Work began in the summer of 1917 to build an airfield for the Royal Flying Corps when 112 Squadron was moved to Throwley . The airfield was situated between Bells Forstal and Throwley Forstal ( see the map on this site). The main aircraft based at Throwley were Sopwith Pups which were soon replaced by the more powerful Sopwith Camels, both aircraft types were biplane fighters. A photograph below (bottom right) gives todays view of what was then the airfield, then hedges were cut down from the surrounding fields to ease take off & landing. Today very little remains however, the Officers Mess was located at Bells Forstal Farm (see photograph bottom left) & the Guardroom is now the site of a private dwelling.
At first accommodation was basic for men and machines, tents and canvas covered hangers. Later permanent buildings were erected in Dodds Willows, a wooded area near the Guardroom which offered some protection for men & aircraft.The Sopwith Camels conducted night flights from time to time which were quite risky given the lack of equipment available at the time. Pilots were trained by flying in daylight using coloured goggles. Aircraft were frequently damaged on take off or landing and some pilots were killed , Throwley Churchyard has the graves of two pilots ( see photograph bottom centre) , both got into spins which they could not control & crashed (This was a particular problem with the Sopwith Camel which had so much power that the torque from the propeller could cause a right hand turn to go into a spin)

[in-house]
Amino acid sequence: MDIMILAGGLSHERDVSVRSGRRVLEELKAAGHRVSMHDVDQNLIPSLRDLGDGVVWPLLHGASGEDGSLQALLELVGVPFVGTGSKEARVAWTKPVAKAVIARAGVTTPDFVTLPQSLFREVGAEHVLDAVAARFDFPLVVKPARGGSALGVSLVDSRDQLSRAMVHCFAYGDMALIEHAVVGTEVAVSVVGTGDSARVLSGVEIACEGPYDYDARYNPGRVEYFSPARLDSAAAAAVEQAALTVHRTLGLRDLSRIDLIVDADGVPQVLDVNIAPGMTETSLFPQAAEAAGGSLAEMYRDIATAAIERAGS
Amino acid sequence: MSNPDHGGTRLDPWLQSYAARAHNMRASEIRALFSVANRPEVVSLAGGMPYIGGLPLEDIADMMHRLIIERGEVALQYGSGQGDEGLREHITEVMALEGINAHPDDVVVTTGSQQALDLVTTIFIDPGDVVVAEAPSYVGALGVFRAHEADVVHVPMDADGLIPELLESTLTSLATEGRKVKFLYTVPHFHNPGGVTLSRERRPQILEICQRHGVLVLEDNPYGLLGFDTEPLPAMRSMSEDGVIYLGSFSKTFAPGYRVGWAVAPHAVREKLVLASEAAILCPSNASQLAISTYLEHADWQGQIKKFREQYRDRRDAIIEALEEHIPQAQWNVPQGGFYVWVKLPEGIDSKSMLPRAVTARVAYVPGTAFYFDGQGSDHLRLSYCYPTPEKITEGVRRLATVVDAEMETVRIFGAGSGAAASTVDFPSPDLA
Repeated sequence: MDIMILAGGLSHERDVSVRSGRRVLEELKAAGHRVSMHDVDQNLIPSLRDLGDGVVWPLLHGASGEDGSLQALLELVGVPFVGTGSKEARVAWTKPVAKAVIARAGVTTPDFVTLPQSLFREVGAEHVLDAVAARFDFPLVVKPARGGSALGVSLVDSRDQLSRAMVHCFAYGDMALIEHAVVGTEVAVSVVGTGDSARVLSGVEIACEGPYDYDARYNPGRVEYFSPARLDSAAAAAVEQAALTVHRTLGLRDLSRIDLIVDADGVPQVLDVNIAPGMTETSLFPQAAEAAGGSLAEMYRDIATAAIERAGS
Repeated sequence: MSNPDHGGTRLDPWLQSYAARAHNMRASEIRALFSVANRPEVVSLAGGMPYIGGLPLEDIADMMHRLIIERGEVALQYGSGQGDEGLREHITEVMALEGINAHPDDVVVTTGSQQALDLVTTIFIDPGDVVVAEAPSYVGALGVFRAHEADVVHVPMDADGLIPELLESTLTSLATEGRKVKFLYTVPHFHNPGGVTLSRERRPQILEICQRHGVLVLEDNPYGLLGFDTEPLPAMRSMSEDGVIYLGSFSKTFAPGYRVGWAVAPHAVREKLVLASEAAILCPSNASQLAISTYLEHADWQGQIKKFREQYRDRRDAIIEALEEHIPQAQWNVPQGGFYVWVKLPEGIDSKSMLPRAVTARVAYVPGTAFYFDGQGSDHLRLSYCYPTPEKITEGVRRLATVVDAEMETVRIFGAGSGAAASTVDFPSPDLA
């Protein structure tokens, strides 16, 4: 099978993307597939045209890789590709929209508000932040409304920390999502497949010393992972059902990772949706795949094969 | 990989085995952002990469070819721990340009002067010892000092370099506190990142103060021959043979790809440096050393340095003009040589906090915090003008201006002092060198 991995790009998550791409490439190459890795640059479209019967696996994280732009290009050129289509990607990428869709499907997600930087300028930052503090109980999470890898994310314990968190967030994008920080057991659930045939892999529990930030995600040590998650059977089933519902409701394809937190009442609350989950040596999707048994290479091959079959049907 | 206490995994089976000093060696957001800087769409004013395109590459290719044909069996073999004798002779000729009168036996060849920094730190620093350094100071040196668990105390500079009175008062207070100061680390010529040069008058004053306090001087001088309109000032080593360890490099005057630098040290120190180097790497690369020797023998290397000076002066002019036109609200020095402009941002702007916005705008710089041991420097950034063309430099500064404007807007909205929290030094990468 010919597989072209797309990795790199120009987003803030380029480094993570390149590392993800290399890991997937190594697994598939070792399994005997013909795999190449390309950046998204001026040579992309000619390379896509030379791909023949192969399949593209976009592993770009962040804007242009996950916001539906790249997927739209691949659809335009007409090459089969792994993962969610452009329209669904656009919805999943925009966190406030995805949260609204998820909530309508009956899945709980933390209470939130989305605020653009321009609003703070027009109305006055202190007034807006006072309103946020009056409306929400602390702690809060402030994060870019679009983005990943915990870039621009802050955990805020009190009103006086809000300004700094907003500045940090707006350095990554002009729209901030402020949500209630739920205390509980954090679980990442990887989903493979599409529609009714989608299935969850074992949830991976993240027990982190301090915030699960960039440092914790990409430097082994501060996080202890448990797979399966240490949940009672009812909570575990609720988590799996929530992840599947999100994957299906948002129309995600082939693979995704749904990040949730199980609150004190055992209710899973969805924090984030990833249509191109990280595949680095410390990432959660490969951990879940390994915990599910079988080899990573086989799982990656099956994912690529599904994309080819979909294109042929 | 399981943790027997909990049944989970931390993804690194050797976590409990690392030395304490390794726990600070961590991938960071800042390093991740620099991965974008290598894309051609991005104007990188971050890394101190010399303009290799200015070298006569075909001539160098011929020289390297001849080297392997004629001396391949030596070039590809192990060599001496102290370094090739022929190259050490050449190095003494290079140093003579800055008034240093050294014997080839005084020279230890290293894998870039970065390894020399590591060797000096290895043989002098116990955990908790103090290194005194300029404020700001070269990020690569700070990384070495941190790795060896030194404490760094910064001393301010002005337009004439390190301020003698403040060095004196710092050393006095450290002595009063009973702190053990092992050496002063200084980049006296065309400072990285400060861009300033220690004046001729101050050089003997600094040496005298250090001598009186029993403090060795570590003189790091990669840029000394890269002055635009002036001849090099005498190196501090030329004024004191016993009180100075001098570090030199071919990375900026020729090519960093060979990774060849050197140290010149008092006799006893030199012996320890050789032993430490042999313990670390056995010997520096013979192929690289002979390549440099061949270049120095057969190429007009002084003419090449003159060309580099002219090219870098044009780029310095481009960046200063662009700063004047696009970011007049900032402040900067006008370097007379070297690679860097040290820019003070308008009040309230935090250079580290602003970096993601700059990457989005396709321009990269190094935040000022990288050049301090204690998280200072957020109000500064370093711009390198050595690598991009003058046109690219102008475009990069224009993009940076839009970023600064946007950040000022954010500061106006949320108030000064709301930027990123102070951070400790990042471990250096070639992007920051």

A reported problem with the site was the lack of water ,which is a surprise given the area now provides a major source of water from underground aquifers , a borehole was later sunk to provide supplies for the Airfield.
German Raids by Zeppelin airships were one of the targets of the Throwley pilots however,the Airships ability to fly at higher altitudes meant they often evaded attack, another target was German Gotha bombers, reports indicate more success in attack by Throwley based Sopwith Camels.
The Parish Registers show that some pilots and Airmen married into local families.
After the end of the first World War Throwley Airfield was disbanded in 1919 and the accommodation huts were sold off at auction. The camp hall was used by the villagers with the last event being the harvest supper in 1973 after which the building suffered vandalism and was later pulled down.
1 – An illustrated history of Throwley – Throwley Parish by H.B Reid 1995
2 – Airfield Focus – 58 : Throwley – Anthony J Moor